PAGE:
sweeping of the tail in a wide swath, mid-air or against a person
means the cat is trying to get your attention. And if the message
isn't getting through, the cat may simply leave the room.
Relaxation - Sprawling on the side or back and, possibly,
rolling about; this may be seen, for example, when a person enters
the room or stirs from their seat. The cat may display this at the
same time as the person's movement. Greeting - A
particular sort of vocalization, such as a low meow or chirp,
possibly with simultaneous purring. Affection - A
pressing of the face or top of the head against a person's body,
leaving a scent as a marking of territory. Rubbing in quick
succession. Cats may also slowly blink as an expression of
affection or security. Submission - Upon being
approached, it will fall down on its side, indicating it is not
seeking attention and is unwilling to put up a fight.
Contentedness - Kneading with the paws on a person or, for
example, a favorite blanket or sleeping spot. Young kittens knead
their mother's nipples to stimulate the feeding reflex in her so
that her milk flows for the kittens to suckle on. Cats may knead
for a short or extended period of time, the extended period
sometimes interpreted by people as a sign of discomfort or
restlessness, but it is more likely the cat is happy. Most cats
will demonstrate this for about ten minutes at the longest,
although a select few have been known to knead and suckle on their
favorite human's shirt over the course of an entire night.
Researchers at Oxford University have demonstrated that cats
derive immense pleasure from kneading. Scent Rubbing -
This behavior is used primarily to claim ownership of something:
although female cats don't spray, unlike male cats. Once male cats
are neutered the scent rubbing or spraying will wear out or stop.
Courting - Cats, compared to many other mammals have a unique
courting style. Courtship consists of firstly the female coming
into season, or heat. Male cats will be able to smell a female cat
in heat miles away, and will therefore be seeking her out. This
can be very problematic for any owner who has a whole female. When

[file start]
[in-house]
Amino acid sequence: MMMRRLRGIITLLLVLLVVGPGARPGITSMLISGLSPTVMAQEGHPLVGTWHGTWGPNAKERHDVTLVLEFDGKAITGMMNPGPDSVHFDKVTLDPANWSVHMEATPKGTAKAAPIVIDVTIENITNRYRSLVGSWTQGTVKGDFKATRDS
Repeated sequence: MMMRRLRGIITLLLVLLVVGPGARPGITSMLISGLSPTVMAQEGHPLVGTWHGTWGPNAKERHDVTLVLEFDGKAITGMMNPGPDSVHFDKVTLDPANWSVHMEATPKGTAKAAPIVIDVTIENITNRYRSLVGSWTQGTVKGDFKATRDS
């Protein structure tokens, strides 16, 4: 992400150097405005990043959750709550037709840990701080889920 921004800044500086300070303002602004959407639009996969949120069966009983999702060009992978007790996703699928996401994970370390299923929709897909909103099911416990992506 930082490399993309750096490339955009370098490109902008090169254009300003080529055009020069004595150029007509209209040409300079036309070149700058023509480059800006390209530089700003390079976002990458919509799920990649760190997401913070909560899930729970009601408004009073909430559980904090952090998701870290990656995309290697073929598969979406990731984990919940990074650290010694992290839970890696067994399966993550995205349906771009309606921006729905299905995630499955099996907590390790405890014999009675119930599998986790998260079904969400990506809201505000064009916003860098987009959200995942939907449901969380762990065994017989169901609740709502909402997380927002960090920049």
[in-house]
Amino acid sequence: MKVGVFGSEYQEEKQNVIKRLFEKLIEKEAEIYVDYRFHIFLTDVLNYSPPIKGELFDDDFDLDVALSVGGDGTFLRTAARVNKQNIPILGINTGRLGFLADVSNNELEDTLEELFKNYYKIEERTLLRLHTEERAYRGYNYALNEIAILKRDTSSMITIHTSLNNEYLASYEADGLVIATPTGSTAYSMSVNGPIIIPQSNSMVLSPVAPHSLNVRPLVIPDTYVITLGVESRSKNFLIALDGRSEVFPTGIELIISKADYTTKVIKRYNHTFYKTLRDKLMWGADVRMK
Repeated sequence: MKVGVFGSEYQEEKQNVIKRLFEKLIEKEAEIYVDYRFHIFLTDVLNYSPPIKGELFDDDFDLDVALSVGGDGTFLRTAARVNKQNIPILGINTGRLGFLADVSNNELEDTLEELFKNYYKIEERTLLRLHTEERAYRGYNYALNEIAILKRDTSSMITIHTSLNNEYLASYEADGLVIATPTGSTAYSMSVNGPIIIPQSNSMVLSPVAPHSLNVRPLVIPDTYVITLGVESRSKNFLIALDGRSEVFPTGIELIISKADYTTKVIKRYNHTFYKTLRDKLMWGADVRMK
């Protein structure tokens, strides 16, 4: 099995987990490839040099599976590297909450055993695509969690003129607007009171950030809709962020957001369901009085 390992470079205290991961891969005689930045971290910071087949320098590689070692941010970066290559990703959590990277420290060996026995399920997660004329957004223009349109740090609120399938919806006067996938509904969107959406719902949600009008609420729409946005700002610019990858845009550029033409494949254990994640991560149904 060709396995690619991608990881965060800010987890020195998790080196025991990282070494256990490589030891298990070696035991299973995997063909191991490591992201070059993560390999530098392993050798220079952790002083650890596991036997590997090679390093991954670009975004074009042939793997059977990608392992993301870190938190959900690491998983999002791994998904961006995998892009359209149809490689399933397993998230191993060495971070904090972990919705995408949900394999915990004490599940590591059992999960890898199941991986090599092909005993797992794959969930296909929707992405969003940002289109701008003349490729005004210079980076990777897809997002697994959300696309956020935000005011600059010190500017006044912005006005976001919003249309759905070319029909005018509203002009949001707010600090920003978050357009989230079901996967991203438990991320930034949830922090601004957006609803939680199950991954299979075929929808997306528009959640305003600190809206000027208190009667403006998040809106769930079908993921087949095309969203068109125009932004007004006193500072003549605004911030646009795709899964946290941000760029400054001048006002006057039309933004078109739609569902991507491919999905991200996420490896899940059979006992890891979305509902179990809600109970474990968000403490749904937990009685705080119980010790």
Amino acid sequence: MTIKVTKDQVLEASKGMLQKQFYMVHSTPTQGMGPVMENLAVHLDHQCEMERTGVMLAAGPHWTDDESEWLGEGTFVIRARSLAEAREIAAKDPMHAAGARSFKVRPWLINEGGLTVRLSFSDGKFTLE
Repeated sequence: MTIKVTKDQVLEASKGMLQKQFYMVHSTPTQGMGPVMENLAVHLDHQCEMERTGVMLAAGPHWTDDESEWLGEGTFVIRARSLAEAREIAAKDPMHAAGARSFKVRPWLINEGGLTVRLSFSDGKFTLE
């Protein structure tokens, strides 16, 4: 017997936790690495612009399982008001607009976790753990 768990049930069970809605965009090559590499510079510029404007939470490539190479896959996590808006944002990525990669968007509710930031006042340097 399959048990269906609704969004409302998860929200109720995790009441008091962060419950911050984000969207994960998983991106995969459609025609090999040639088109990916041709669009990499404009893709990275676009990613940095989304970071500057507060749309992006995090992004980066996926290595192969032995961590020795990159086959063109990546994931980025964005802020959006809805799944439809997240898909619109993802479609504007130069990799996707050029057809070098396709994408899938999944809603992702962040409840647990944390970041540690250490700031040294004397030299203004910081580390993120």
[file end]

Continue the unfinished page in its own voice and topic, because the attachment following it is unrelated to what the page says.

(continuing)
males arrive, they will fight mercilessly for the right to be the
first to mate with the female. After the dominant male has left,
the less dominant males will then each mate with the female in
turn. It is therefore possible that even if a male cat loses first
breeding rights, he can still be the father. This is also the
reason that a litter of kittens can consist of two or sometimes
even three fathers.
Cat Vocal Calls
Purring - Many people find purring as a sign of content,
which it is; however, it is slightly more than that. Some cats
purr when they are in extreme pain, or in labour, simply to try
and calm themselves down. Purring therefore can be a sign of
pleasure or pain; usually it is the former. Scientists have not
yet been able to discover how purring works, but it is suspected
that it is caused by minute vibrations in the voice box.
Greeting - A particular sort of vocalization, such as a low
meow or chirp, possibly with simultaneous purring.
Distress - Mewing is often a plea for help or attention often
made by kittens. There are two basic types of this call, one more
loud and frantic, the other more high-pitched. In older cats it is
more of a panicky repeated meow. Attention - Often
simple meows and mews in both older cats and young kittens. A
commanding meow is for example, attention, or food.
Protest - Whining meows. Frustration - A strong
sigh or exhaled snort. Happy - A meow that starts low
then goes up and comes back down. Watching/Interest -
Cats will often "chatter" or "chirrup" on seeing something of
interest out of the window, this is sometimes attributed to
mimicking birdsong to attract prey or draw others attention to it,
but often birds are not present. Bengals and Tabbies seem more
likely to display this behavior.
It is a widly held misconception that cats are sneaky, shy, or aloof
animals. Most feline shyness/aggression is a result of abuse,
neglect, or poor socialization. A cat is unlike a dog in the sense
that a dog will instantly trust you unless you have given it a
reason not to. A cat will not trust you unless you have given it a
reason to trust you.
A kitten is scared of people at
first, but if it is handled and well cared for in the first 16
weeks, it will grow up into a sweet, loving cat that will enjoy
human company. It is harder to socialize an adult cat, but this
can be very rewarding.
Cats are not emotionally
dependant on humans like dogs are, and do enjoy some "cat time"
away from humans, and will let out a faint "meow" if it doesn't
want to be picked up, but for the most part, a cat is a friendly